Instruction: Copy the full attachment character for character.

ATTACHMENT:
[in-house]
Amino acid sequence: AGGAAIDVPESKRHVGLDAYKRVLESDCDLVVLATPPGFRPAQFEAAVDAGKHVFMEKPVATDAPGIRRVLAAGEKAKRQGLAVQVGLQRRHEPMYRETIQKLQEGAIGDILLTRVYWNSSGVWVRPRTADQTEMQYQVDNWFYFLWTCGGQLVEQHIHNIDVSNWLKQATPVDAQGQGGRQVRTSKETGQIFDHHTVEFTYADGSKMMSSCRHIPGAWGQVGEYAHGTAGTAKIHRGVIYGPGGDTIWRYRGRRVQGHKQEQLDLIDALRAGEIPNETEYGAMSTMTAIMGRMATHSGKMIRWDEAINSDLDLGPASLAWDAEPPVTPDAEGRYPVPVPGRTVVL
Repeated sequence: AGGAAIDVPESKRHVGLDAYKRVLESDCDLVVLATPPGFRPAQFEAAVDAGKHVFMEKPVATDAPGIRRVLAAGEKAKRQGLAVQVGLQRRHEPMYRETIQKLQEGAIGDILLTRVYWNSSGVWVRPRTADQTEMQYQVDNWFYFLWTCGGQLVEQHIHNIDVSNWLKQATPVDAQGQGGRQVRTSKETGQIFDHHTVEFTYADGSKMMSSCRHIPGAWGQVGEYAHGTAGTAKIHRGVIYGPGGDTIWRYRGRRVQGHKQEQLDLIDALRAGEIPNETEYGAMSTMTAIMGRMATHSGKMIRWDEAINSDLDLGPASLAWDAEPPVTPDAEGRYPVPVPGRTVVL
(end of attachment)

[in-house]
Amino acid sequence: AGGAAIDVPESKRHVGLDAYKRVLESDCDLVVLATPPGFRPAQFEAAVDAGKHVFMEKPVATDAPGIRRVLAAGEKAKRQGLAVQVGLQRRHEPMYRETIQKLQEGAIGDILLTRVYWNSSGVWVRPRTADQTEMQYQVDNWFYFLWTCGGQLVEQHIHNIDVSNWLKQATPVDAQGQGGRQVRTSKETGQIFDHHTVEFTYADGSKMMSSCRHIPGAWGQVGEYAHGTAGTAKIHRGVIYGPGGDTIWRYRGRRVQGHKQEQLDLIDALRAGEIPNETEYGAMSTMTAIMGRMATHSGKMIRWDEAINSDLDLGPASLAWDAEPPVTPDAEGRYPVPVPGRTVVL
Repeated sequence: AGGAAIDVPESKRHVGLDAYKRVLESDCDLVVLATPPGFRPAQFEAAVDAGKHVFMEKPVATDAPGIRRVLAAGEKAKRQGLAVQVGLQRRHEPMYRETIQKLQEGAIGDILLTRVYWNSSGVWVRPRTADQTEMQYQVDNWFYFLWTCGGQLVEQHIHNIDVSNWLKQATPVDAQGQGGRQVRTSKETGQIFDHHTVEFTYADGSKMMSSCRHIPGAWGQVGEYAHGTAGTAKIHRGVIYGPGGDTIWRYRGRRVQGHKQEQLDLIDALRAGEIPNETEYGAMSTMTAIMGRMATHSGKMIRWDEAINSDLDLGPASLAWDAEPPVTPDAEGRYPVPVPGRTVVL